Conscious culture

There are elements of any culture that are “on the edge.” These are things we’re redefining in order to evolve.  In our culture, we’re in the middle of a couple of centuries of transformation around gender and race. We’re creating a new cultural matrix for these concepts–even perhaps letting go of some of these concepts as important to us. You can see these kind of cultural conversations on the news almost daily—the debate over gay marriage, Wendy Davies defending abortion, the hullabaloo over whether a woman can run Yahoo! (Please.)

These cultural debates aren’t ivory tower–they effect us all on a daily basis. As an example,  if you’re a female like I am, you have to work within a cultural environment that partially developed to treat you as a piece property, not as a person. People that come to you with “traditional” values based on seeing women as more property than person are not evil—they are just accepting the cultural blue print. In general, cultural blue prints are adaptive, positive things for the survival of our species. The problem is, culture can be maladaptive, too. For women and many minorities today, our culture needs work.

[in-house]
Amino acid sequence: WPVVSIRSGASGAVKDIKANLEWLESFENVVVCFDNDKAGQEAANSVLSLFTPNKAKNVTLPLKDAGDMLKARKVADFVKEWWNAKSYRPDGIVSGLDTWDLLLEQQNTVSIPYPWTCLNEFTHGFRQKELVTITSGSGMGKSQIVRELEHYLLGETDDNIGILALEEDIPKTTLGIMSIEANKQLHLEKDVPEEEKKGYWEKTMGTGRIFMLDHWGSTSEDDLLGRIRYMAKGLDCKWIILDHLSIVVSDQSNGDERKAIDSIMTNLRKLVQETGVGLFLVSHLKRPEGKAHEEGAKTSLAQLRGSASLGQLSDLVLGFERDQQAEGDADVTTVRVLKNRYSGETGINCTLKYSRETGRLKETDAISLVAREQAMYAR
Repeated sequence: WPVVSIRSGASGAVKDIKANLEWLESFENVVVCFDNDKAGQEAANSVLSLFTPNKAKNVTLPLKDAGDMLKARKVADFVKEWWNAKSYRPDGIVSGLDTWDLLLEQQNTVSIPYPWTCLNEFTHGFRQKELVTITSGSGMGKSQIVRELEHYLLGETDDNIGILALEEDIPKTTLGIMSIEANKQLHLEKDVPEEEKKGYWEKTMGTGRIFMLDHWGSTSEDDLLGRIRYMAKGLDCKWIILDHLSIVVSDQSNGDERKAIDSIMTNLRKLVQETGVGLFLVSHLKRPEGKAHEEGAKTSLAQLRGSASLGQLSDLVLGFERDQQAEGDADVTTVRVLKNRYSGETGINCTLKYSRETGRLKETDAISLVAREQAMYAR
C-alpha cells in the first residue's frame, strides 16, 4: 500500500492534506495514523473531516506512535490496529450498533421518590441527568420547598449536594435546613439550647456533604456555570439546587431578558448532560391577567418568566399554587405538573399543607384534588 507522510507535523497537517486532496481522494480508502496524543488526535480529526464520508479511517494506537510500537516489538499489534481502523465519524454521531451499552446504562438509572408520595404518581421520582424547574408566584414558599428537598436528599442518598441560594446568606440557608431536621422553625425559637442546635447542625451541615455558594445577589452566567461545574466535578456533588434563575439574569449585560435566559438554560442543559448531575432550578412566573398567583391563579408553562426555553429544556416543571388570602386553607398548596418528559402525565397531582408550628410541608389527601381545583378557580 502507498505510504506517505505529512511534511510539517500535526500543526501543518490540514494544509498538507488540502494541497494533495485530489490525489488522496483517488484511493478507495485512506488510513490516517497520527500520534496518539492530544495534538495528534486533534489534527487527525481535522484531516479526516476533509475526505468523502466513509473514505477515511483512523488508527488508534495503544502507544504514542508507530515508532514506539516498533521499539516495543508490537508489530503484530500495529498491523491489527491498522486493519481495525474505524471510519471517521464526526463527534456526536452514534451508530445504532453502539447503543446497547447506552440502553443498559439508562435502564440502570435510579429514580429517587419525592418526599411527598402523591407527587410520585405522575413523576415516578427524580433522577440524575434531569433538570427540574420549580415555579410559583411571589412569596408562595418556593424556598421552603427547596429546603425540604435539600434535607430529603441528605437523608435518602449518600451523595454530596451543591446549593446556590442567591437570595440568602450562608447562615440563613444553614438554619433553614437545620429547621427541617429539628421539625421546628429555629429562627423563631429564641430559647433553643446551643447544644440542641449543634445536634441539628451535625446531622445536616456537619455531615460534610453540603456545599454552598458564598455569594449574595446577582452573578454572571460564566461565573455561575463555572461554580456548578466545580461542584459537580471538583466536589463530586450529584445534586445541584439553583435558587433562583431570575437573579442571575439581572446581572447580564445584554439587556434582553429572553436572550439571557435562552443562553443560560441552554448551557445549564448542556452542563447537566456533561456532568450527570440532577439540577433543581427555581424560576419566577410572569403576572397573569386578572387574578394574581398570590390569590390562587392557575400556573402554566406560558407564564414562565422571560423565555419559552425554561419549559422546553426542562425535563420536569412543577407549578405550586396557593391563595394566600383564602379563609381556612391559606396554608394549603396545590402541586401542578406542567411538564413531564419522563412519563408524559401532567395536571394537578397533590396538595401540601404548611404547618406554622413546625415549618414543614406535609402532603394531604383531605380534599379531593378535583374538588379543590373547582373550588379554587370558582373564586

All of the qualities of a great horse 150 years ago are what’s valued in women: gentle, obedient, well trained, breedable, and of course, beautiful. On the other hand, many of the values associated with independence are taken out of our mental reach and associated with males–like power, freedom, might, ambition, etc.

As I’ve looked for negative values in our culture that hold me back, I weed them out like thistles in my inner garden. Doing this consciously for many years has left me feeling lighter, happier and more in control. I don’t blame the culture, or the people who unconsciously promote it. I understand we as a species are not so much individuals as  a collective. Leaders, thinkers and entrepreneurs are by nature on the fringe—the innovators.

Do you know who you are, or who you are versus who the culture tells you to be?  Culture is part of who we are, but…fortunately…it can be managed consciously. Do you have some favorite ways of managing your own inner culture, or separating yourself from messages from the outside culture you don’t like?